Expanding Reggae’s Audience Internationally

BY TRONE DOWD

Not many might assume that the face of Caribbean music’s proliferation in the United States over the past 40 years is a lively 77-year-old woman from Jamaica.

Patricia Chin, founder of VP Records in Jamaica, is the music guru responsible for bringing a piece of home to the millions of Caribbean New Yorkers looking for a cultural connection to their country of origin.

Hailing from Kingston, Chin and her husband have created a name for themselves back home. Following her longtime interest in the music industry, Chin said that the couple have been able to cut out a niche for themselves. In 1959, at age 18, she opened up VP records in Kingston, building a base of loyal patrons and supporters who hunted feverishly for the latest albums released by the label.

The small company enjoyed moderate success, thanks to personalized expertise that the Chins offered. The success they saw selling records eventually allowed the couple to dive into the world of creating music. They expanded into music production and recording, occasionally teaming up with some of the biggest acts of the time.

In 1977, despite their unbridled success in her home country, Chin decided to take a risk by moving to New York City. Her brother-in-law, who had moved to the U.S. a decade prior, encouraged the relocation.

“He said that New York would be a good place for us,” Chin said. “He thought it was a good place to be. We knew there was a lot of migration of Caribbean people in Brooklyn and Queens. We chose Jamaica because it reminded us of our hometown.”

With high hopes and very little to their name, Chin and her family took a plane to Southeast Queens, starting from the ground up all over again. Working hard to rebuild, within 12 months VP Records would find a new, albeit smaller, home, with plenty of room to grow.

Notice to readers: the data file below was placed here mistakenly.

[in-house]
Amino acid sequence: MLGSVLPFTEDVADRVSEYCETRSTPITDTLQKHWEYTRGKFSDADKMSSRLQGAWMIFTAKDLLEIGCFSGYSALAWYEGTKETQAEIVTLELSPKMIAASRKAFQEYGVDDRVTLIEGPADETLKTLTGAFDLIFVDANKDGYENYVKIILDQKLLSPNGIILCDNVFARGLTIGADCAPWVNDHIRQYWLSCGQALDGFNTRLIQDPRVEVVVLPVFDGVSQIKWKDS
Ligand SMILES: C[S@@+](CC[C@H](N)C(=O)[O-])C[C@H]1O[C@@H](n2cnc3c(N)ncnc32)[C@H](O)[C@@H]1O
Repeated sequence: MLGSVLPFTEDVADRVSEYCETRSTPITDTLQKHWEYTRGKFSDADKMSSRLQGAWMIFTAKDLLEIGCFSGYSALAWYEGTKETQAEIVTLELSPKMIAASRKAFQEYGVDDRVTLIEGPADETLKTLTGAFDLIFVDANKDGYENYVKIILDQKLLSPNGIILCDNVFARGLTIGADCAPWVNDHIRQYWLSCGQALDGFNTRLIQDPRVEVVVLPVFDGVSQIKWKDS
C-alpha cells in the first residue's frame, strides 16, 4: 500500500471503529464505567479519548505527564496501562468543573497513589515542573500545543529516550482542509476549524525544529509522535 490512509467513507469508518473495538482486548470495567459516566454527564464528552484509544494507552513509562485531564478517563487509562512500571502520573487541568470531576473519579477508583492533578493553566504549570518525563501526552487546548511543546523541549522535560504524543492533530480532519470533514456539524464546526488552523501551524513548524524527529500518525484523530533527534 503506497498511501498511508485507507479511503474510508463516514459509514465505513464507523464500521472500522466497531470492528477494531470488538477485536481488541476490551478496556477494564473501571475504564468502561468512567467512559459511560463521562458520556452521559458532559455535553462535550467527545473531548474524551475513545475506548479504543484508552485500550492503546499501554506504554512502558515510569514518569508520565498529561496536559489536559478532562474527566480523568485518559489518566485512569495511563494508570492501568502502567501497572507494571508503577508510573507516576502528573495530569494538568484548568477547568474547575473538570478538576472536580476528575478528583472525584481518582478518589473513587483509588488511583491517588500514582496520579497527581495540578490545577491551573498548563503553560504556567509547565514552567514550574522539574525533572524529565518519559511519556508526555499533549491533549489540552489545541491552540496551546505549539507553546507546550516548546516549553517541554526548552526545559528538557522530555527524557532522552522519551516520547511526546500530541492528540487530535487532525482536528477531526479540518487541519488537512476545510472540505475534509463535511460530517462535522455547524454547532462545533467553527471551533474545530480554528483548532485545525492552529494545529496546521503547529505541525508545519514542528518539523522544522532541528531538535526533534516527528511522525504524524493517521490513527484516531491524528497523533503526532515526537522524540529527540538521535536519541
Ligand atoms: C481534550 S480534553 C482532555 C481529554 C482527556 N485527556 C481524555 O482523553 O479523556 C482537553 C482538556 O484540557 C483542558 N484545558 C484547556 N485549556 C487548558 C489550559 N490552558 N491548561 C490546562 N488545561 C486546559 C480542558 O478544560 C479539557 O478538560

Chin told the Queens Tribune that it didn’t happen overnight. In fact, she said that she had to make an effort to win over a new audience, as she didn’t fit the image of an average Caribbean music expert.

“We would encourage people to expand their horizons and try new things,” Chin said. “A lot of times when I would do telemarketing, they would say to me, ‘Put a man on for me,’ not realizing that I knew the music outside in. I was living the music 24/7 behind the counter in Jamaica. I sold the music; I knew all the rhythms; I knew all the singers and producers. It was one of my biggest obstacles. As a woman and a Chinese woman at that, I was asked how I knew about reggae music.”

Chin said that starting a business in a new country provided its own set of obstacles.

“It was hard,” she recalled. “The money, the language, the place. The way things are done on a little island like Jamaica—everyone knows each other. Not the case here. Coming to America, we had to start all over again.”

Today however, VP Records is just as big as it was in Kingston all those years ago. The label recently celebrated 40 years in Queens, and has since expanded to locations in South Africa, London, Kingston and Japan. The Chins have also been pioneers in educating artists on the importance of digital music.

After having become established as a Caribbean success story in New York City, Chin said that she is happy she can bring such a vital piece of her culture to the United States and around the world.

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